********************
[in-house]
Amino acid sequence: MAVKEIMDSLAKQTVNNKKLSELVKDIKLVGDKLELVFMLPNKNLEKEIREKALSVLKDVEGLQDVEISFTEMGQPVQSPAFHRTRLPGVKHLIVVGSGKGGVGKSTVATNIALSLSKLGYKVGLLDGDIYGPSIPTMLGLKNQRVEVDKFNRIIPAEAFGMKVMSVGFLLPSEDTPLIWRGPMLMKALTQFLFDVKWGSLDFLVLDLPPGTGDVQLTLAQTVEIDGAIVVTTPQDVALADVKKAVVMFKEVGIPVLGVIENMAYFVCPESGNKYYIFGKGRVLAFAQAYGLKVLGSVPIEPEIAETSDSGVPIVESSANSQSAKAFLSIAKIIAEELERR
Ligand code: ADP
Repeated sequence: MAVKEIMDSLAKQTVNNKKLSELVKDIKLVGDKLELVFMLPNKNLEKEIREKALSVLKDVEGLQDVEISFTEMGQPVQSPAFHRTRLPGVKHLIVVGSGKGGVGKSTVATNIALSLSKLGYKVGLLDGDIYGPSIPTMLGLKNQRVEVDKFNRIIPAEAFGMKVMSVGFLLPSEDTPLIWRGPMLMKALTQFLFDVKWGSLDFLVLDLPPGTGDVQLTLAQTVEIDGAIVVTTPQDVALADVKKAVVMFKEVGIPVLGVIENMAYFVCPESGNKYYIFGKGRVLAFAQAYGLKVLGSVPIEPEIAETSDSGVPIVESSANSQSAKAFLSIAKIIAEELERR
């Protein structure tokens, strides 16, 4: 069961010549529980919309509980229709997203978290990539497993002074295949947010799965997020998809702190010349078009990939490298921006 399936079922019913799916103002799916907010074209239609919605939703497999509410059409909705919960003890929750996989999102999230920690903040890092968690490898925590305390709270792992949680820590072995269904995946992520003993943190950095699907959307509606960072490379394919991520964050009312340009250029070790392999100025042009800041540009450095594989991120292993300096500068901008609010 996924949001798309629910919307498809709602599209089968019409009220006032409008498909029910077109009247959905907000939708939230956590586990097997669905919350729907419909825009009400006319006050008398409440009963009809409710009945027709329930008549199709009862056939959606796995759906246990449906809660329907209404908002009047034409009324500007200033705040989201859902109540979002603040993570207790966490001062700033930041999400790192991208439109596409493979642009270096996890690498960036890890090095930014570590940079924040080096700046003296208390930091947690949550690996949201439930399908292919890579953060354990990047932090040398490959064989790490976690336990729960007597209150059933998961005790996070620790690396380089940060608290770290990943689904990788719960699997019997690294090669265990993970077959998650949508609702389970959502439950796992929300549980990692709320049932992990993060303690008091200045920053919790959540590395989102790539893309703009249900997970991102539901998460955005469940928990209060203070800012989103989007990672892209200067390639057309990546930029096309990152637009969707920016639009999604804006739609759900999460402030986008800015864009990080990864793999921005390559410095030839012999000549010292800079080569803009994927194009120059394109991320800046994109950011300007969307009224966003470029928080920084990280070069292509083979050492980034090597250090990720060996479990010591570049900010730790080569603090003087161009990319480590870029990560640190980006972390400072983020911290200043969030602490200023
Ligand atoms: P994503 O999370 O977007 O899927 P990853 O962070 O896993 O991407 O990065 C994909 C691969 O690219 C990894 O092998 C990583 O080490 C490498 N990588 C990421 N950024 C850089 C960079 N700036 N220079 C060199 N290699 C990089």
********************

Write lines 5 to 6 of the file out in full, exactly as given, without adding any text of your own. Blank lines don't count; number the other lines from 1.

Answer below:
């Protein structure tokens, strides 16, 4: 069961010549529980919309509980229709997203978290990539497993002074295949947010799965997020998809702190010349078009990939490298921006 399936079922019913799916103002799916907010074209239609919605939703497999509410059409909705919960003890929750996989999102999230920690903040890092968690490898925590305390709270792992949680820590072995269904995946992520003993943190950095699907959307509606960072490379394919991520964050009312340009250029070790392999100025042009800041540009450095594989991120292993300096500068901008609010 996924949001798309629910919307498809709602599209089968019409009220006032409008498909029910077109009247959905907000939708939230956590586990097997669905919350729907419909825009009400006319006050008398409440009963009809409710009945027709329930008549199709009862056939959606796995759906246990449906809660329907209404908002009047034409009324500007200033705040989201859902109540979002603040993570207790966490001062700033930041999400790192991208439109596409493979642009270096996890690498960036890890090095930014570590940079924040080096700046003296208390930091947690949550690996949201439930399908292919890579953060354990990047932090040398490959064989790490976690336990729960007597209150059933998961005790996070620790690396380089940060608290770290990943689904990788719960699997019997690294090669265990993970077959998650949508609702389970959502439950796992929300549980990692709320049932992990993060303690008091200045920053919790959540590395989102790539893309703009249900997970991102539901998460955005469940928990209060203070800012989103989007990672892209200067390639057309990546930029096309990152637009969707920016639009999604804006739609759900999460402030986008800015864009990080990864793999921005390559410095030839012999000549010292800079080569803009994927194009120059394109991320800046994109950011300007969307009224966003470029928080920084990280070069292509083979050492980034090597250090990720060996479990010591570049900010730790080569603090003087161009990319480590870029990560640190980006972390400072983020911290200043969030602490200023
Ligand atoms: P994503 O999370 O977007 O899927 P990853 O962070 O896993 O991407 O990065 C994909 C691969 O690219 C990894 O092998 C990583 O080490 C490498 N990588 C990421 N950024 C850089 C960079 N700036 N220079 C060199 N290699 C990089």